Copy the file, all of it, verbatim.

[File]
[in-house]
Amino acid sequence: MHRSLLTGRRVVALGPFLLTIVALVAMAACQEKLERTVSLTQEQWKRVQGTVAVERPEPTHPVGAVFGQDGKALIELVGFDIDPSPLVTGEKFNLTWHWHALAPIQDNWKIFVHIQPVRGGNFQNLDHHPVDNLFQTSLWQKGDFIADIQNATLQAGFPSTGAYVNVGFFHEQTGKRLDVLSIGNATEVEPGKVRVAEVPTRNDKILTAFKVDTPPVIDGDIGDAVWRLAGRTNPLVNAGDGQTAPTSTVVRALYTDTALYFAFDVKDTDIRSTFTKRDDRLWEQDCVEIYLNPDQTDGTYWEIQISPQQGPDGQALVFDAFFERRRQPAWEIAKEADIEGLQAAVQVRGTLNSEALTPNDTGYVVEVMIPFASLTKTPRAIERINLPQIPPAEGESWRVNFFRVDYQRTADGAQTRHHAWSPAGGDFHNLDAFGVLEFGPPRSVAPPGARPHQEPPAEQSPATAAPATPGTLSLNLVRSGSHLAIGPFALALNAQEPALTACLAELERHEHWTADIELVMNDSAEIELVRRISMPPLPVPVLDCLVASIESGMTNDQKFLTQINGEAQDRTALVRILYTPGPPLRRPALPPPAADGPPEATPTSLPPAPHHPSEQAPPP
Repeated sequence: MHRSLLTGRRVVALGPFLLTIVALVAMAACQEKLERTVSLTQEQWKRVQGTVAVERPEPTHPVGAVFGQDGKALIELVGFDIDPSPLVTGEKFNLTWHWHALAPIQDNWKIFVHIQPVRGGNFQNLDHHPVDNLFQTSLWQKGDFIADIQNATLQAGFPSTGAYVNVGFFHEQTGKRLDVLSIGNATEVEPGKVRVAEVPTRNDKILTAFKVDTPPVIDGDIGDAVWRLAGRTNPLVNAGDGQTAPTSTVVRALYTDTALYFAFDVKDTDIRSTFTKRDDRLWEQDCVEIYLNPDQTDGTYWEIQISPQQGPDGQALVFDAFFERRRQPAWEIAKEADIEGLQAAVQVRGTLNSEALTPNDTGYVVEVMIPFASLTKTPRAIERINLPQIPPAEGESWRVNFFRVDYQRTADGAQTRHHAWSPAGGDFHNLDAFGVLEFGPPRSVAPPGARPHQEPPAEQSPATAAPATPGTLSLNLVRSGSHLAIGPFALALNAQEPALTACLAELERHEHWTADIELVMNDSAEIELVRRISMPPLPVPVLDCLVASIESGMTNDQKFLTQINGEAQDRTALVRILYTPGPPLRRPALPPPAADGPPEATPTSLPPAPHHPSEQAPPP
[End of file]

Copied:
[in-house]
Amino acid sequence: MHRSLLTGRRVVALGPFLLTIVALVAMAACQEKLERTVSLTQEQWKRVQGTVAVERPEPTHPVGAVFGQDGKALIELVGFDIDPSPLVTGEKFNLTWHWHALAPIQDNWKIFVHIQPVRGGNFQNLDHHPVDNLFQTSLWQKGDFIADIQNATLQAGFPSTGAYVNVGFFHEQTGKRLDVLSIGNATEVEPGKVRVAEVPTRNDKILTAFKVDTPPVIDGDIGDAVWRLAGRTNPLVNAGDGQTAPTSTVVRALYTDTALYFAFDVKDTDIRSTFTKRDDRLWEQDCVEIYLNPDQTDGTYWEIQISPQQGPDGQALVFDAFFERRRQPAWEIAKEADIEGLQAAVQVRGTLNSEALTPNDTGYVVEVMIPFASLTKTPRAIERINLPQIPPAEGESWRVNFFRVDYQRTADGAQTRHHAWSPAGGDFHNLDAFGVLEFGPPRSVAPPGARPHQEPPAEQSPATAAPATPGTLSLNLVRSGSHLAIGPFALALNAQEPALTACLAELERHEHWTADIELVMNDSAEIELVRRISMPPLPVPVLDCLVASIESGMTNDQKFLTQINGEAQDRTALVRILYTPGPPLRRPALPPPAADGPPEATPTSLPPAPHHPSEQAPPP
Repeated sequence: MHRSLLTGRRVVALGPFLLTIVALVAMAACQEKLERTVSLTQEQWKRVQGTVAVERPEPTHPVGAVFGQDGKALIELVGFDIDPSPLVTGEKFNLTWHWHALAPIQDNWKIFVHIQPVRGGNFQNLDHHPVDNLFQTSLWQKGDFIADIQNATLQAGFPSTGAYVNVGFFHEQTGKRLDVLSIGNATEVEPGKVRVAEVPTRNDKILTAFKVDTPPVIDGDIGDAVWRLAGRTNPLVNAGDGQTAPTSTVVRALYTDTALYFAFDVKDTDIRSTFTKRDDRLWEQDCVEIYLNPDQTDGTYWEIQISPQQGPDGQALVFDAFFERRRQPAWEIAKEADIEGLQAAVQVRGTLNSEALTPNDTGYVVEVMIPFASLTKTPRAIERINLPQIPPAEGESWRVNFFRVDYQRTADGAQTRHHAWSPAGGDFHNLDAFGVLEFGPPRSVAPPGARPHQEPPAEQSPATAAPATPGTLSLNLVRSGSHLAIGPFALALNAQEPALTACLAELERHEHWTADIELVMNDSAEIELVRRISMPPLPVPVLDCLVASIESGMTNDQKFLTQINGEAQDRTALVRILYTPGPPLRRPALPPPAADGPPEATPTSLPPAPHHPSEQAPPP